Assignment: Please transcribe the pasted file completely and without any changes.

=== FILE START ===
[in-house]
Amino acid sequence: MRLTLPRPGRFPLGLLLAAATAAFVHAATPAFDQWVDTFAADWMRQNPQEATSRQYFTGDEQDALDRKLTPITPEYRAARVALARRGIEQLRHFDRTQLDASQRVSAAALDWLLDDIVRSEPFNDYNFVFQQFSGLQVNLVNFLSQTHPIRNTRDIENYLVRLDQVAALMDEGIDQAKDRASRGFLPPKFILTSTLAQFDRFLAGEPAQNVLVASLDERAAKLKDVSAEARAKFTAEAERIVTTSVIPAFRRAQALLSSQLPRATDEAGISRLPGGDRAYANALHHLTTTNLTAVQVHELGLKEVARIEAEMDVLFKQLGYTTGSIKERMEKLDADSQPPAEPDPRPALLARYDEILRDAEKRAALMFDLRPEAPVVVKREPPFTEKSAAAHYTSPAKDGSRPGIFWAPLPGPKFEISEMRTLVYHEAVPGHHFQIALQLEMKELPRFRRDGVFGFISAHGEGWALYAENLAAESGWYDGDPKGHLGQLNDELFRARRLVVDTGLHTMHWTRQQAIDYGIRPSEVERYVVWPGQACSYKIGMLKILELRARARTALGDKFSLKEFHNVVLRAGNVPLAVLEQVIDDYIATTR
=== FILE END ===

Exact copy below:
[in-house]
Amino acid sequence: MRLTLPRPGRFPLGLLLAAATAAFVHAATPAFDQWVDTFAADWMRQNPQEATSRQYFTGDEQDALDRKLTPITPEYRAARVALARRGIEQLRHFDRTQLDASQRVSAAALDWLLDDIVRSEPFNDYNFVFQQFSGLQVNLVNFLSQTHPIRNTRDIENYLVRLDQVAALMDEGIDQAKDRASRGFLPPKFILTSTLAQFDRFLAGEPAQNVLVASLDERAAKLKDVSAEARAKFTAEAERIVTTSVIPAFRRAQALLSSQLPRATDEAGISRLPGGDRAYANALHHLTTTNLTAVQVHELGLKEVARIEAEMDVLFKQLGYTTGSIKERMEKLDADSQPPAEPDPRPALLARYDEILRDAEKRAALMFDLRPEAPVVVKREPPFTEKSAAAHYTSPAKDGSRPGIFWAPLPGPKFEISEMRTLVYHEAVPGHHFQIALQLEMKELPRFRRDGVFGFISAHGEGWALYAENLAAESGWYDGDPKGHLGQLNDELFRARRLVVDTGLHTMHWTRQQAIDYGIRPSEVERYVVWPGQACSYKIGMLKILELRARARTALGDKFSLKEFHNVVLRAGNVPLAVLEQVIDDYIATTR